NIGERIA – Seven-Up Bottling Company Plc, the bottler of PepsiCo soft drink brands in Nigeria, is pitching to be the country’s largest industrial manufacturer to power its operations with solar energy by committing to install a further 10.5 MW of generation capacity within six months.
The beverage maker has entered into an agreement with Daystar Power, the provider of solar power solutions to West Africa’s industrial manufacturers, to install solar power systems at five of its factories across Nigeria.
This will be an addition to the 1.5MW solar power systems installed at two of its bottling plants earlier in the year, bringing the total installed solar power capacity to 12MW.
Under the first project, Daystar installed 450kW and 990kW solar systems at the rooftops of SBC’s Kaduna and Kano factories respectively.
With the two solar power systems, SBC will offset a combined 24,224 MT in CO2 emissions over the installations’ twenty-year lifetime and save up to 40% on its power costs.
Following these two installations, SBC has committed to partnering with Daystar on additional solar power systems at its five factories in Abuja, Lagos (Ikeja), Ibadan, and Ilorin.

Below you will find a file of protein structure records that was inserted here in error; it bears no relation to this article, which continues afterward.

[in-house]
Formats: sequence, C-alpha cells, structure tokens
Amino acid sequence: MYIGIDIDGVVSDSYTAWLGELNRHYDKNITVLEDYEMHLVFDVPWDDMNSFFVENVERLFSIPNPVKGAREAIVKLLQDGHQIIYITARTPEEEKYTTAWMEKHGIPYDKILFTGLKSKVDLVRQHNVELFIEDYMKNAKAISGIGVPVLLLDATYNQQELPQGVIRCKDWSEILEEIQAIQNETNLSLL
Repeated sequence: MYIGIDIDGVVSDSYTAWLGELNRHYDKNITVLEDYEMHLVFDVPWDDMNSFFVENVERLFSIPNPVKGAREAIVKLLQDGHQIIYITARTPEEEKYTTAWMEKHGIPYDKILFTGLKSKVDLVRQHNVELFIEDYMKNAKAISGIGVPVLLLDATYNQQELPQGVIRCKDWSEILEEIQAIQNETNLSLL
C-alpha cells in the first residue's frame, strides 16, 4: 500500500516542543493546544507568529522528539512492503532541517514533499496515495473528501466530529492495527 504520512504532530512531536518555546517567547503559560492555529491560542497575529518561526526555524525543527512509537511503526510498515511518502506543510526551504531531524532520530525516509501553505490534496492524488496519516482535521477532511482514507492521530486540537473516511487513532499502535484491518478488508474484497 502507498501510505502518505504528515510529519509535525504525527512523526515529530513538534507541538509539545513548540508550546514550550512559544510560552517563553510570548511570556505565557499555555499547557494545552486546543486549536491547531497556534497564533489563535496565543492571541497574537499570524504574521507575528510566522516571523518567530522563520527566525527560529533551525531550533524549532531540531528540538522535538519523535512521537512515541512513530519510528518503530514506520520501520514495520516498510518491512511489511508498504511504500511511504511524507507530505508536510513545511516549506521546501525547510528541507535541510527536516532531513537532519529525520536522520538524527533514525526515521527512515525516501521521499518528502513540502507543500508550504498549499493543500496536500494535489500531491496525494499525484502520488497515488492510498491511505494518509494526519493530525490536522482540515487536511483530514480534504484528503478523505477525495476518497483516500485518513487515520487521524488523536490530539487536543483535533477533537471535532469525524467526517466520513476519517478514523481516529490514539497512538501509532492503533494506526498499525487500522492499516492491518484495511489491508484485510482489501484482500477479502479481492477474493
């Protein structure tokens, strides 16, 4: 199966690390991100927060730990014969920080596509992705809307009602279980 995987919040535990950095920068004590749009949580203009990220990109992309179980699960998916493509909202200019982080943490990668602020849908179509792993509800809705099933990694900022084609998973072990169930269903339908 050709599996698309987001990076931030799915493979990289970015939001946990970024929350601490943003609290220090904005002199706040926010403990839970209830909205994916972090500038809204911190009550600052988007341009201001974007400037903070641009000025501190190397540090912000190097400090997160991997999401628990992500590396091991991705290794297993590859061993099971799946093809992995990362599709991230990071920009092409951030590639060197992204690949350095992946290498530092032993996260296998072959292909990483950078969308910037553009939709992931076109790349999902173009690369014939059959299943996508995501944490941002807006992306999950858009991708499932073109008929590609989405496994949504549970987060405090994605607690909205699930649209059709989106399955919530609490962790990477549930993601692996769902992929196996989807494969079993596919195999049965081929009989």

“We’re delighted to deepen our partnership with Daystar Power to install solar power systems for our Nigerian operations.
“Solar energy is a win-win for us – we can save significantly on our power costs and reduce our carbon emissions,” said Ziad Maalouf, Managing Director of SBC.
Both companies are in discussion to roll out solar energy as the primary daytime power source at SBC’s nine sites in Nigeria, making it Nigeria’s largest industrial manufacturer to use solar energy in its operations.
“Seven-Up has shown extraordinary leadership in adopting solar energy. They are proof that Nigerian industrial manufacturers can save costs on energy and meet their sustainability requirements,” said Jasper Graf von Hardenberg, CEO and Co-founder of Daystar Power.
SBC’s competitor Big Bottling Company recently finalized the installation of a 950kW solar power plant at its factory in Ogun State.
The power plant set up on the company’s factory rooftop was installed by Starsight Energy, the leading African Commercial and Industrial (“C&I”) solar power provider.
The system is fully integrated into the plant’s existing natural gas power infrastructure, offsetting the customer’s gas consumption during peak solar production, thereby enabling the plant to reduce its gas usage.
It will help BBC offset 11,743 tons of CO2 over the project’s ten-year lifetime. These savings will help the company keep its commitment to protecting the environment.